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1

Might be an issue with the smart rendering option available for MXF in Premiere/AME. Try disabling that. http://blogs.adobe.com/kevinmonahan/2012/10/11/smart-rendering-in-premiere-pro-cs6-6-0-1-and-later/ If that doesn't work. Render an intermediate and re-import and encode that to MXF. Though keep in mind that MXF is just a container, you have different ...


0

There are various ways to add letterboxing in PP. Some ways I have done are: creating a Photoshop file (or finding one already made) and using an adjustment layer to apply it. ( I used this post http://whoismatt.com/cinemascopetutorial/) when exporting you can use the crop function to chop the top and bottom off using an adjustment layer again but ...


2

If this was me, I would log all the tapes with notes and do a rough outline (on paper) as to what I would like to have. I would then go and do a rough cut (very rough tbh), putting all the content I want in a order that makes a bit of sense. you can then see how long it is, if its to long you know you can cut it down, if its to short then you might have to ...


5

Letter box if you have bars on the top and bottom. Pillar box if you have them on the sides. Stretch (or possibly anamorphic, depending on what the intended playback aspect ratio is) if you are full screening it by stretching it out to fill the space. Cropped if you are making it full screen by cutting off the edges.


2

its all about the aspect ratio is you have a video that has black bars (pillar boxes) either on the sides or top and bottom, you can expand the video to fill the space but you will loose the sides or top/bottom depending on which ratio it is at. when I was shooting in 4.3 ratio i would plan my shots to have enough room top and bottom so that I could resize ...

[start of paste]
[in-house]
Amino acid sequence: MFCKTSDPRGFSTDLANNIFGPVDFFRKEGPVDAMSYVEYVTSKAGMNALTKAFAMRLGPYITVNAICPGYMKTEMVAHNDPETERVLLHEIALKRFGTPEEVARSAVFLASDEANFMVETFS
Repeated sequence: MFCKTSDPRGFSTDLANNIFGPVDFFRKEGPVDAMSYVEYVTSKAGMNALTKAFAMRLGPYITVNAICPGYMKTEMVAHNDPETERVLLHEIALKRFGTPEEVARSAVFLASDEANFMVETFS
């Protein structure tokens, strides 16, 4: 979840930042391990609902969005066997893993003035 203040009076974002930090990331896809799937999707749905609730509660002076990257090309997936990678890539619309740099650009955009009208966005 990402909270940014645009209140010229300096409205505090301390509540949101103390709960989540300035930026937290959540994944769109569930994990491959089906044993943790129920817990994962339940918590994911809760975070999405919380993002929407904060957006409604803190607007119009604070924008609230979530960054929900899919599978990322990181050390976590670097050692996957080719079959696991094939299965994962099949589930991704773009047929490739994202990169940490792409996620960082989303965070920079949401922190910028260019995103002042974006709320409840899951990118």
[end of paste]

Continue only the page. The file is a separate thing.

2

1) - Fit Height, often called Pillarbox 2) - Fit Width, usually called Letterbox Examples and explanation from Apple


2

Have you already filmed your scene? If not, then the easiest way is to film your character against a blue or green screen, key out the background, apply a monochrome filter to the character, and insert your other background. If you have already filmed it, you can try using a color correction filter on the character, but it's very unlikely you'll be able to ...


0

The other answers both cover the ideal case pretty well, but there is another less ideal case. Depending on your type of video, it is possible you have either bad clock sync or dropped frames. Bad clock sync will hopefully be corrected by the stretching method Jim Mack mentioned, but if the clock is irregular (pretty unlikely in this day) then you could ...


1

Interesting that LW shows it as '24 fps' since audio technically doesn't have a frame rate, which is a video concept. As @tomh suggests, make sure the sample rates for the project is 48K, and that you export a 48K WAV file from Audacity. If that doesn't cure, you can use Audacity to 'pre-stretch' the audio by some percentage. Find sync points near the ...


1

Make sure the sample rates in both systems are the same. I don't know what OBS is, but if I was using Final Cut for video editing, I would make my project 48kHz, and make sure any external recordings were also at 48kHz. Even with the same sample rates, audio will drift over periods of more than a few minutes. Either sync it up manually in chunks, or use ...



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